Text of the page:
Tuesday, August 01, 2006

Jessica Biel can act (!) and other surprises

Last night I had the distinct pleasure of seeing an early screening of The Illusionist, starring Edward Norton, Paul Giamatti, and Jessica Biel. Yes, I know this is only tangentially related to TV, but given that Biel starred in a show I positively scorn (Seventh Heaven, to be specific), I thought it noteworthy to post.

Let me start off by saying that the movie is spectacular. It's got romance, political intrigue, magic, and mystery. Long-time big-screen boyfriend Edward Norton stars as the enigmatic Eisenheim the Illusionist, who has captivated turn-of-the-century Vienna with his surreal and spiritual performances. Jessica Biel, in a surprising bit of casting, plays Sophie, the childhood love Eisenheim was torn from and still burns for. And Paul Giamatti, who excels at any role he plays, is the police inspector investigating Eisenheim's illusions and potential agenda with regard to Sophie's boyfriend, the Crown Prince (Rufus Sewell).

The movie is full of surprises and reveals, not the least of which is the capable performance that Biel gives as Sophie. It helps that she is stunning on film, ethereal and luminous in period clothing and lighting. Even better, there's no twinge of spoiled Mary Camden in her performance, which I was surprised to enjoy.

It's no surprise, however, that Norton is perfectly cast as Eisenheim. The film's director, Neil Burger, who was present after the screening, describes Norton as "intense." That intensity works very well for the character of a late 19th century magician in The Illusionist. Norton is commanding and self-possessed on stage, naturally inhabiting the showman characteristics necessary to perform to a large audience. In his scenes with Biel, he's magnetic and passionate. No one gives dark looks filled with ardor and longing like Norton -- except, perhaps, Jason Dohring. (Fitting since the two could be brothers -- both blessed with an abundance of talent and enough charisma to have chemistry with a block of wood.)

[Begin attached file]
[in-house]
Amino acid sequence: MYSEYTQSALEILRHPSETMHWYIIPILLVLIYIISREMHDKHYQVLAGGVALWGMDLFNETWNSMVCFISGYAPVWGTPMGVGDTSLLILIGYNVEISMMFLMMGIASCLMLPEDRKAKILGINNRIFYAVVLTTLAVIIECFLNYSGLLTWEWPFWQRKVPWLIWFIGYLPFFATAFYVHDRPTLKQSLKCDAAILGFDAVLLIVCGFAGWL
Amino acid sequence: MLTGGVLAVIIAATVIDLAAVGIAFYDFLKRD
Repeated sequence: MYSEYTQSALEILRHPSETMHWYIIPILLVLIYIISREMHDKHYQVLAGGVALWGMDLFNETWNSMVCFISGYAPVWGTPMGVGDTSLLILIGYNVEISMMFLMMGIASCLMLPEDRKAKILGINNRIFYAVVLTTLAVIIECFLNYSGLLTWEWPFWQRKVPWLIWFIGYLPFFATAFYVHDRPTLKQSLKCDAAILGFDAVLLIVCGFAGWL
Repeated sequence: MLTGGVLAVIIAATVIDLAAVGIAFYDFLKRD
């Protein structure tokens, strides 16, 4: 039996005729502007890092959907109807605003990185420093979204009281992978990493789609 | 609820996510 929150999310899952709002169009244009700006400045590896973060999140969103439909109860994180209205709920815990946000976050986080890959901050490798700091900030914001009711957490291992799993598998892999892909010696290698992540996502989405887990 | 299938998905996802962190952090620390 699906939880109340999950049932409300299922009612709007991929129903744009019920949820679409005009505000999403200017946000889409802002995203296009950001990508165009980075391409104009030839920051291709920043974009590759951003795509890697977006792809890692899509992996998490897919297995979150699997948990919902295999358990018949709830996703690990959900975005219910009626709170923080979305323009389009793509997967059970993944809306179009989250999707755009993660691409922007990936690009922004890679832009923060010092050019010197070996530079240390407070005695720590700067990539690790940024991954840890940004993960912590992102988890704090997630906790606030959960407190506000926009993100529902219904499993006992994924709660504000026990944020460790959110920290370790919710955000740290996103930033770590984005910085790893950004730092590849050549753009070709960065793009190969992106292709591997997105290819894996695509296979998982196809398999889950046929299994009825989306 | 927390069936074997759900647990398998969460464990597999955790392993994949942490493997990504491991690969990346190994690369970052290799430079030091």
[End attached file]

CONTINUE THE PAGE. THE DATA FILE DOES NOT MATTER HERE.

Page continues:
Performances aside, the writing, art direction, and music are lovely. The score, composed by Philip Glass, is haunting and mysterious with a dramatic flair of which Eisenheim himself would approve. The script, also written by Burger, is great too -- particularly the philosophical, lyrical speeches Eisenheim gives during each of his performances. The movie has an intentionally eerie "silent-film" appearance which, along with Prague as the backdrop, makes the events of the film seem part of another time. Everything that happens takes on the otherworldly feel of a place where reality blurs and magic may be possible.

Essentially, I loved it. My sister loved it. And you might love it too! So if you want to see Mary Camden really act, watch Edward Norton be hot for 110 minutes, or just enjoy a truly great movie, check out The Illusionist. It's opening August 18th, and there's a trailer here.

1 Comments:

At 3:27 PM, Blogger Abbey said...

I had seen ads or little blurbs about this...glad to hear that it is good!

Also, how in the heck were you lucky enough to got to a screening with the director?? Dang, Girl! You're movin' up in the world!

PS Yes, I'm killing time (and pushing away nerves) before the interview.

 

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